India’s secular coexistence was paradoxically made possible by the fact that the overwhelming majority of Indians are Hindus. It is odd to read of “Hindu Fundamentalism” because Hinduism is a religion without fundamentals; no organised church, no compulsory beliefs and rights of worship, no single sacred book. The name itself denotes something less, and more, than a set of theological beliefs. In many languages – French and Persian among them – the word for ‘Indian’ is ‘Hindu’. Originally Hindu simply means the people beyond the river Sindhu, or Indus. But, as noted, the Indus is now an Islamic Pakistan; and to make worse, the word Hindu did not exist in any Indian language till its use by foreigners gave Indians a term for self-definition.
Hinduism is thus the name others applied to the indigenous religion of India. It embraces an eclectic range of doctrines and practices, from pantheism to agnosticism and from faith in reincarnation to belief in the caste system. But none of these constitutes an obligatory credo for a Hindu; there are no compulsory dogmas.
I grew up in Hindu household. Our home always had a prayer room, where paintings and portraits of assorted divinities jostled for shelf and wall space with fading photographs of departed ancestors, all stained by ash scattered from the incense burned daily by my devout parents.
Every morning, after his bath, my father would stand in front of the prayer room wrapped in his towel; his wet hair still uncombed, and chant his Sanskrit mantras. But he never obliged me to join him; he exemplified the Hindu idea that religion is an intensely personal matter, that prayer is between you and whatever image of your maker you choose to worship. In the Indian way, I was to find my own truth.
Like most Hindus, I think I have. I am a believer, despite a brief period of schoolgirl atheism (of the kind that comes with the discovery of rationality and goes with an acknowledgment of its limitations – and with the realization that the world offers too many wondrous mysteries for which science has no answers). And I am happy to describe myself as a believing Hindu, not just because it is the faith into which I was born, but for a string of other reasons, though faith requires no reason. One is culture: as a Hindu I belong to a faith that expresses that ancient genius of my own people. Another is, for lack of better phrase, its intellectual “fit”: I am more comfortable with the belief structure of Hinduism than I would be with those of the other faiths of which I know. As a Hindu, I claim adherence to a religion without an established church or priestly papacy, a religion whose rituals and customs I am free to reject, a religion that does not oblige me to demonstrate my faith by any visible sign, by assuming my identity in any collectively, not even by a specific day or time of frequency of worship. As a Hindu, I subscribe to a creed that is free of the restrictive dogmas of holy write, that refuses to be shackled to the limitations of a single holy book.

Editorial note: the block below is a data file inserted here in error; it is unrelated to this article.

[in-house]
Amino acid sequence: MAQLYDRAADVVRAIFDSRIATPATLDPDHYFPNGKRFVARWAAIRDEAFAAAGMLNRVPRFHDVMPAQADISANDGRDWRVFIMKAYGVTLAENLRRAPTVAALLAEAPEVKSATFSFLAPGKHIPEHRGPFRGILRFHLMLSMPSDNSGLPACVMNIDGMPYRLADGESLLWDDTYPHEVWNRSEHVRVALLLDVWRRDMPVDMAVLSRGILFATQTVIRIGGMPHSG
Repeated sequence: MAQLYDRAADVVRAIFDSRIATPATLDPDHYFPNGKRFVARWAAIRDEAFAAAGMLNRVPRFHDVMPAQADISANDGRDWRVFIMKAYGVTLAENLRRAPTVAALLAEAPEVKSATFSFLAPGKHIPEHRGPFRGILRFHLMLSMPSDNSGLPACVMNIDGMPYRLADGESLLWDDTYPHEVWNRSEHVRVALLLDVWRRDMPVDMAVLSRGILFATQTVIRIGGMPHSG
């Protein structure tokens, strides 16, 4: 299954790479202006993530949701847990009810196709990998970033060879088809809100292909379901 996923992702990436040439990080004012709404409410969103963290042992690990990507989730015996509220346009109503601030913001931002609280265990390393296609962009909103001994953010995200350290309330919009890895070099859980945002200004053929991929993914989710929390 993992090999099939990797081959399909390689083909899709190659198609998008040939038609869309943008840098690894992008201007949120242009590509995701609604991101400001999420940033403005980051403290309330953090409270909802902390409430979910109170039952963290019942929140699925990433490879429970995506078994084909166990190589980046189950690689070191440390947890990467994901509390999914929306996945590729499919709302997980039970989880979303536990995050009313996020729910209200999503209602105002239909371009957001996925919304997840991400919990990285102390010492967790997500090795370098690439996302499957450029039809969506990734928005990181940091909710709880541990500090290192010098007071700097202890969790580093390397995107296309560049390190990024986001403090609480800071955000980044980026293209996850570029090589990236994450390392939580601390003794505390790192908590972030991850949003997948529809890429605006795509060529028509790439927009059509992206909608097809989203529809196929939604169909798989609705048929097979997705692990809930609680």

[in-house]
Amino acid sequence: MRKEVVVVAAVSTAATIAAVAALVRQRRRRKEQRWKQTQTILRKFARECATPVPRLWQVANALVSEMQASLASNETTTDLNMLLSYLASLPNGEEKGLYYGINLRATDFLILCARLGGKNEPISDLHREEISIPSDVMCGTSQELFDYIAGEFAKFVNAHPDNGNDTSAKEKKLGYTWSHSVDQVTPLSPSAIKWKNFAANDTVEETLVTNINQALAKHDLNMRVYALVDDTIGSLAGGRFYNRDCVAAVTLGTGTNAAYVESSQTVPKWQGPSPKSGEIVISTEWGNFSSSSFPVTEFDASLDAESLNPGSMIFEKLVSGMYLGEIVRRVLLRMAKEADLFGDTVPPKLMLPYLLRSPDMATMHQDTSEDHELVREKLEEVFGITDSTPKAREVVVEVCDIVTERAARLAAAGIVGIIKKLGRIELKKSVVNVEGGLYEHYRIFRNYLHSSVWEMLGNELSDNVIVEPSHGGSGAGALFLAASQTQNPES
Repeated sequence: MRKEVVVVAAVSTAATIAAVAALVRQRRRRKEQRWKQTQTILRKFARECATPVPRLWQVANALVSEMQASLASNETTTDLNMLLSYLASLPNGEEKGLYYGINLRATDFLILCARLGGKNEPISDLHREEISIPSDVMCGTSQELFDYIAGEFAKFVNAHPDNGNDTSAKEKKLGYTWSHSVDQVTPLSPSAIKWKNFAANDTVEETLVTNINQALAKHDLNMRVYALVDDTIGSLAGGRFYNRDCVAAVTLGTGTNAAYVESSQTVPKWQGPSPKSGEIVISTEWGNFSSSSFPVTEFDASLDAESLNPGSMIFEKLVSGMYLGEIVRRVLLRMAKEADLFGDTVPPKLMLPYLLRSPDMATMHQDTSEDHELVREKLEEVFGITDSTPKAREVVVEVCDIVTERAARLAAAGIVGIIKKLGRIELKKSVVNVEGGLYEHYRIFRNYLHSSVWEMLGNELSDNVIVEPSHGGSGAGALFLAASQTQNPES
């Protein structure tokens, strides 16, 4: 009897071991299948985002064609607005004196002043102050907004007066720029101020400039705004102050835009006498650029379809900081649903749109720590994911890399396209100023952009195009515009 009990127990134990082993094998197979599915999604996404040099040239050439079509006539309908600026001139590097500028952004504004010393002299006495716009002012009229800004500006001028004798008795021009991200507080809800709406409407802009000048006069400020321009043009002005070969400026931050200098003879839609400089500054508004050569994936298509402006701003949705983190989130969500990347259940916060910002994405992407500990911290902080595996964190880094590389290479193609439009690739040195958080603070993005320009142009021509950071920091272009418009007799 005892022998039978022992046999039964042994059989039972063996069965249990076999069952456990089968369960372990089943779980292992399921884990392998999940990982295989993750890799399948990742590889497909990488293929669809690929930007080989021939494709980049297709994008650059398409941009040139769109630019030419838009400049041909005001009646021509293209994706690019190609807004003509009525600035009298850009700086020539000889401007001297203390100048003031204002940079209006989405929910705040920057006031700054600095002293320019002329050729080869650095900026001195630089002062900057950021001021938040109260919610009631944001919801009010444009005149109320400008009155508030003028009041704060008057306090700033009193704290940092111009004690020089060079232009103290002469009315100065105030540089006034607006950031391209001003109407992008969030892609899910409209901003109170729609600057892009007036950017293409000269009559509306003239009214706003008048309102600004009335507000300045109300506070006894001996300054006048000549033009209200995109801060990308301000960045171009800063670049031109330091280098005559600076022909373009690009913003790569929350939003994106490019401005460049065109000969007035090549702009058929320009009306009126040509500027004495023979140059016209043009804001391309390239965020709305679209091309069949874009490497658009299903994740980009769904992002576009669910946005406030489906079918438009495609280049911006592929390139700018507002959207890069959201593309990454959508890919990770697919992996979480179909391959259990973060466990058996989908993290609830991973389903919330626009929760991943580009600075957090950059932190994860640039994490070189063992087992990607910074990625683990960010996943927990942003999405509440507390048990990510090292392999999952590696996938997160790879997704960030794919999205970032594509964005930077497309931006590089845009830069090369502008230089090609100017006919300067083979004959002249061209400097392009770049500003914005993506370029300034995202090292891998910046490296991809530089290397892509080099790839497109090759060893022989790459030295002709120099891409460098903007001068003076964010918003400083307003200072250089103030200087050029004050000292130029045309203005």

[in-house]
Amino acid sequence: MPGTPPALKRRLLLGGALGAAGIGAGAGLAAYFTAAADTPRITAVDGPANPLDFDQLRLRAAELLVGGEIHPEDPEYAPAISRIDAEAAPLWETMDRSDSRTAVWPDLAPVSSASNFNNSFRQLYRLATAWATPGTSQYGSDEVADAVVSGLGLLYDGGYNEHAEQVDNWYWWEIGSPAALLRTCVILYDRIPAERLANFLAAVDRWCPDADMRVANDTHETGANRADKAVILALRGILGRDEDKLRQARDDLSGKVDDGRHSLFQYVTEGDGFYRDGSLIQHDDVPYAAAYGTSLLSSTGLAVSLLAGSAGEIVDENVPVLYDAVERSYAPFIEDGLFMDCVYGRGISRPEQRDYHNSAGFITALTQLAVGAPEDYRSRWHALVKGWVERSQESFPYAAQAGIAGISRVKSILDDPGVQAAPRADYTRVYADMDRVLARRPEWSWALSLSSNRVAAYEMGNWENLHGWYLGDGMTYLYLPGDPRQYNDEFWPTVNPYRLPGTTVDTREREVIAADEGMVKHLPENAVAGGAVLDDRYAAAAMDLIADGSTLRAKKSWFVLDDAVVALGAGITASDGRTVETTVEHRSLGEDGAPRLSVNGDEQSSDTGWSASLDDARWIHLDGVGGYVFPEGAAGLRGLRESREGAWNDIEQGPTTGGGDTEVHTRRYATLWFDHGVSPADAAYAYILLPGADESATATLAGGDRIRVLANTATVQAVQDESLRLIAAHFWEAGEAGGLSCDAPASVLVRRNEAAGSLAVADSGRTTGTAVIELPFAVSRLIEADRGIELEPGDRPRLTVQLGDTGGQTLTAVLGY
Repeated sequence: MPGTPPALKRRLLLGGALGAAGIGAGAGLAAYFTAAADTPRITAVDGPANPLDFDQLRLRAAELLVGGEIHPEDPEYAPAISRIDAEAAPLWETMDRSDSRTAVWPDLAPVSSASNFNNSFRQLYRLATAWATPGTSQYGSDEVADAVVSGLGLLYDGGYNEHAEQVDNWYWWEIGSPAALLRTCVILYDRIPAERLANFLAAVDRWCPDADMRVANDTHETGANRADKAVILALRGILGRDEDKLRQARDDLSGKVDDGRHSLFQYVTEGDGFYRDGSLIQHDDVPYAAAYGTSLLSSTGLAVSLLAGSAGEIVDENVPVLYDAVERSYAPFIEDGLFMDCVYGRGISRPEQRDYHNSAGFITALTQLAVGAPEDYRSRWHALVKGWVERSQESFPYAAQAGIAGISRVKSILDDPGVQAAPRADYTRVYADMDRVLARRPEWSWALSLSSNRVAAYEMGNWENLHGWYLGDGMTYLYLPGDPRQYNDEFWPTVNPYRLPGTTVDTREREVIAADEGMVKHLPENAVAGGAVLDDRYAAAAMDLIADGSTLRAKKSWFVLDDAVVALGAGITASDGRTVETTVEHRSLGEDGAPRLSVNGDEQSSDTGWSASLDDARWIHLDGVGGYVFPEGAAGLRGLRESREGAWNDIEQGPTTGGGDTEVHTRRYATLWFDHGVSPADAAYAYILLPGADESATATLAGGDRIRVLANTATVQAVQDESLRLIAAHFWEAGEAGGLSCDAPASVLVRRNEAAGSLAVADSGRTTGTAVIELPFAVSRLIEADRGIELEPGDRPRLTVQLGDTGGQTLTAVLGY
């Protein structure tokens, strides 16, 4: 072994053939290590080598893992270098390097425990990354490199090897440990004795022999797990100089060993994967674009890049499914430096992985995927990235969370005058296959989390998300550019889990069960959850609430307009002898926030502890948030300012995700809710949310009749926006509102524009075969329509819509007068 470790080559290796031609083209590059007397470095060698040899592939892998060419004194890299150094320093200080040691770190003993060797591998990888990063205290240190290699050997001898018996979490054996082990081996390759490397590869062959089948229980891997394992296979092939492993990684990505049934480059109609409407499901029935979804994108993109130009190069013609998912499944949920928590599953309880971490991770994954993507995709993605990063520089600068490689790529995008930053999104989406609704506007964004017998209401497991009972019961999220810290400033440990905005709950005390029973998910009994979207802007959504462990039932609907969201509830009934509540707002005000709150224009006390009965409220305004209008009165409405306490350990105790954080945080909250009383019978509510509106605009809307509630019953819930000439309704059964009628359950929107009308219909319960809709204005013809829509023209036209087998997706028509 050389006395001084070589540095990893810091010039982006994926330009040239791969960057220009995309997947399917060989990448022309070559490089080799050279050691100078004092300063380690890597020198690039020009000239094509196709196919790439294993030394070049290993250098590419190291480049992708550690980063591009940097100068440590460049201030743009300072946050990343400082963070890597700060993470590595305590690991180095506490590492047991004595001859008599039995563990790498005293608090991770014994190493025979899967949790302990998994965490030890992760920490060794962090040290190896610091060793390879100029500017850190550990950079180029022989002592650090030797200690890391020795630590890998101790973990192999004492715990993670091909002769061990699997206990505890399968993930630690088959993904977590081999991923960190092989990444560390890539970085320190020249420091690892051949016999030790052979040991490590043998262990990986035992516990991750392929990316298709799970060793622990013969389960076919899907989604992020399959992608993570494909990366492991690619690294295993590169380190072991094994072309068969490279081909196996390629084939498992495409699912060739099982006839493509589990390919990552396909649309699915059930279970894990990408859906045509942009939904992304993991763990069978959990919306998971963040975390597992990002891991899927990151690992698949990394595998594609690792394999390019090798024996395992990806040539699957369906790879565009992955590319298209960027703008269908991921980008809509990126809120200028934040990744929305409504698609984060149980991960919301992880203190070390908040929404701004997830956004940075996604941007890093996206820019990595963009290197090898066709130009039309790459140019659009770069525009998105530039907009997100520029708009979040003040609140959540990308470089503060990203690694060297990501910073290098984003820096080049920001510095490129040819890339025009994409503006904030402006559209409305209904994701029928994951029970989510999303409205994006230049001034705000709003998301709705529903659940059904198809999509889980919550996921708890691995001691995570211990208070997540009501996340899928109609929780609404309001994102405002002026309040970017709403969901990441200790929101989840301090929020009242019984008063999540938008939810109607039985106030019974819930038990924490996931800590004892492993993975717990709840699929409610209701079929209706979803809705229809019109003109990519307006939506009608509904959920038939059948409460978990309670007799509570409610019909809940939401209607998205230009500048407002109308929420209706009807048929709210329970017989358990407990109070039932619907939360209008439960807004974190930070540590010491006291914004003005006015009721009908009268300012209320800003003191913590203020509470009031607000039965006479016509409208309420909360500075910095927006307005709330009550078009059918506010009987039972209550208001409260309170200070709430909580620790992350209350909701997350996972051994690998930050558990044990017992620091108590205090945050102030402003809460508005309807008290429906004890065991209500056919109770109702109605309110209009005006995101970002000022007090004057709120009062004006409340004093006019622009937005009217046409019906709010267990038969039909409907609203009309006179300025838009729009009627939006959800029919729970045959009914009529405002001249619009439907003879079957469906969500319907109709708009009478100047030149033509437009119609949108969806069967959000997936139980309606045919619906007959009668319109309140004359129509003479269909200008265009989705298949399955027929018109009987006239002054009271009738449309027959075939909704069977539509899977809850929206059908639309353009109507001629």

Above all, as a Hindu I belong to the only major religion in the world that does not claim to be the only true religion. I find it immensely congenial to be able to face my fellow human beings of other faiths without being burdened by the conviction that I am embarked upon a “true path” that they have missed. This dogma lies at the core of Christianity, Islam and Judaism – “I am the Way, the truth and the Life; no man cometh unto the Father (God), but me” says Bible; “There is no God but Allah, and Mohammed is his prophet,” declares the Koran – denying unbelievers all possibility of redemption, let alone of salvation of paradise. Hinduism however asserts that all ways of belief are equally valid, and Hindus readily venerate the saints, and the sacred objects, of other faiths.